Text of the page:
Alexander and their middle school students use the powerful poem “To live in the borderlands means you,” by Gloria Anzaldúa, to explore the borderlands of their own lives.
Christensen and Watson discuss powerful strategies for teaching writing — and deeply grounding curriculum in students’ lives through poetry.
Before I started writing this article, I asked students in my Contemporary Literature and Society class why teachers should teach poetry. The quotes used throughout the article are a result […]
Christensen argues that the tight reliance on the format of the literary analysis hinders students’ imaginations, and that they should instead write “unbound” essays of risk-taking and experimentation.
2020 did not make me,But neither did you break me,Separating families like cheap blinds,With the vinyl bubbling up in the middle,I still found a way to see,Determining how much light […]
“I can’t breathe . . . please . . . Mama!”The knee choking the neck to deathPolice hands in pockets andIndifferent expressionsAnother day on the J-O-BAnd moreMore details I can […]
I hadn’t ever planned to teach online, but the Saturday before our college campus closed because of the coronavirus pandemic, I decided to cancel our face-to-face class because one of the […]
I remember my grandmother teaching meHow to sew. It never made sense. I never had the hands. But I always had the handsFor teaching. I was taught how To thread the perfect lessonTogether. Crafting […]
When Chicago stole my mother’s tongue, it also stole all her yesterdays. A poet’s lyric plea for teachers to nurture their students voices and stories.
Student poetry about what raised me is woven into graphic art.
A poet in the schools leads students to compare three natural disasters-Hurricane Katrina, the San Diego wildfires, and the recent earthquake in Haiti-and turn their grief and anger into poetry.
Get students passionate about writing and the grammar will follow
Poetry is a political action undertaken for the sake of information, the faith, the exorcism, and the lyrical invention, that telling the truth makes possible. Poetry means taking control of […]
Students’ names are the first thing teachers know about the young people who enter our classrooms; they can signal country of origin, gender, language. Students’ names provide the first moment when a teacher can demonstrate their warmth and humanity, their commitment to seeing and welcoming students’ languages and cultures into the classroom.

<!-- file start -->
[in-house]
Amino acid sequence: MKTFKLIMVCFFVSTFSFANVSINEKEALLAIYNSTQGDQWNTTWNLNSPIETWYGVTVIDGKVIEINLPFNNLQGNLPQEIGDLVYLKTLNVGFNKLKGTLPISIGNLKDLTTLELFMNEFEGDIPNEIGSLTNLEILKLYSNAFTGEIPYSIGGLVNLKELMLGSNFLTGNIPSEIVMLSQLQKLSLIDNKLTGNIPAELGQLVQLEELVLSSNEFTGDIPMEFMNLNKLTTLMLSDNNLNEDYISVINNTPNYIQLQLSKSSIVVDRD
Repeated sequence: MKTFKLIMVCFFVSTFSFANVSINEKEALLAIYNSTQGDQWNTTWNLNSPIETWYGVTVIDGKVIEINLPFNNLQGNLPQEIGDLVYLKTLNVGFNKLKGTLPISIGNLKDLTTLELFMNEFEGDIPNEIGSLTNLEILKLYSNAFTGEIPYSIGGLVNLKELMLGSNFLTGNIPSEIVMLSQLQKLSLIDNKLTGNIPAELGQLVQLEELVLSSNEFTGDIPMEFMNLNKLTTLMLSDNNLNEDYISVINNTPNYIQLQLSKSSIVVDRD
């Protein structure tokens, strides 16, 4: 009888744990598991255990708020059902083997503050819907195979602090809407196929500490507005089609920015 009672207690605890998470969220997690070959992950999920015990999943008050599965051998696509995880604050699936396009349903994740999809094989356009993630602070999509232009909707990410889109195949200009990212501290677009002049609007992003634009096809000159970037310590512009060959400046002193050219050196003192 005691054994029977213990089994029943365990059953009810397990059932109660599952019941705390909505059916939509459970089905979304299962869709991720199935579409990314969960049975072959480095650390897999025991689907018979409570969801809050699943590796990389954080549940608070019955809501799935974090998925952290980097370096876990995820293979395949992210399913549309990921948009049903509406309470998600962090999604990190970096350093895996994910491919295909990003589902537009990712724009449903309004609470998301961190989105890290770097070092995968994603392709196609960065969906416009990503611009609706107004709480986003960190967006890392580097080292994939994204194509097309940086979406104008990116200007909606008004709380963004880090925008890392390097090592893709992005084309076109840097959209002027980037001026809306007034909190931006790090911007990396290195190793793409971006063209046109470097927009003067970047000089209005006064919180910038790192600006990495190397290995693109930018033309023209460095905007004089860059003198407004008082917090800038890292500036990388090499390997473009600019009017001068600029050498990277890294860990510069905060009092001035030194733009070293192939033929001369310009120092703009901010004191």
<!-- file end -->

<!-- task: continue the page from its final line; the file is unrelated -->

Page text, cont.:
A high school ethnic studies teacher describes how students in the Pacific Island Club used poetry to refocus the narrative surrounding climate justice onto frontline communities.
A high school English teacher (also the QSA staff advisor) wrestles with the suicide of a transgender student and calls on heterosexual and cisgender teachers to integrate LGBTQ authors, themes, and history into their classrooms.
at the West tip of Texas
a line divides us from them
and on the other side
they all look like me
yet on my side we sit passively nearby
while the other side allows a slow genocide
Since 1993, the Mexican border city of Ciudad Juárez has been shaken by disappearances of teenage girls and young women. Officials say they have few leads. The murders in Juárez have received some international attention, primarily due to government inaction. Yet little has been done by the government to prevent violence against women and girls, as officials neglect to bring their perpetrators to justice.
Residents do not let these deaths go unnoticed as hundreds of pink crosses — a symbol of these missing women — dot the border. An increase in these deaths coincided with the implementation of the North American Free Trade Agreement (NAFTA). A treaty between Mexico, the United States, and Canada, NAFTA sought to increase investment opportunities by eliminating tariffs and, like many other economic agreements, benefited the economic elites of the three countries while resulting in widespread unemployment, increased class stratification, and mass emigration. Most of the “disappeared” women work in assembly plants or maquiladoras, owned by the United States and transnational corporations that dashed to northern Mexico post-NAFTA to reap the benefits of lower wages and lax environmental regulation.
A teacher uses poetry and the creation of found poems as a way to get her students to think beyond the simple “two sides to every story” narrative of the Vietnam War.
Using Marshallese poet and climate justice activist Kathy Jetñil-Kijiner’s poem “Dear Matafele Peinam,” a teacher helps 7th graders think about the sacred spaces in their own lives and how they will be affected by climate change.
An introduction to persona poems, which ask students “to find that place inside themselves that connects with a moment in history, literature, life.”
An early elementary school teacher combines a science lesson and poetry to encourage children to celebrate their own skin tone and that of their classmates.
For almost two decades, teachers have looked to Reading, Writing, and Rising Up as a trusted text to integrate social justice teaching in language arts classrooms. This accessible, encouraging book […]
Offering practical lessons about how to teach poetry to build community, understand literature and history, talk back to injustice, and construct stronger literacy skills across content areas and grade levels—from […]
Teaching for Joy and Justice is the sequel to Linda Christensen’s bestselling Reading, Writing, and Rising Up. Christensen is recognized as one of the country’s finest teachers. Through stories, Christensen demonstrates […]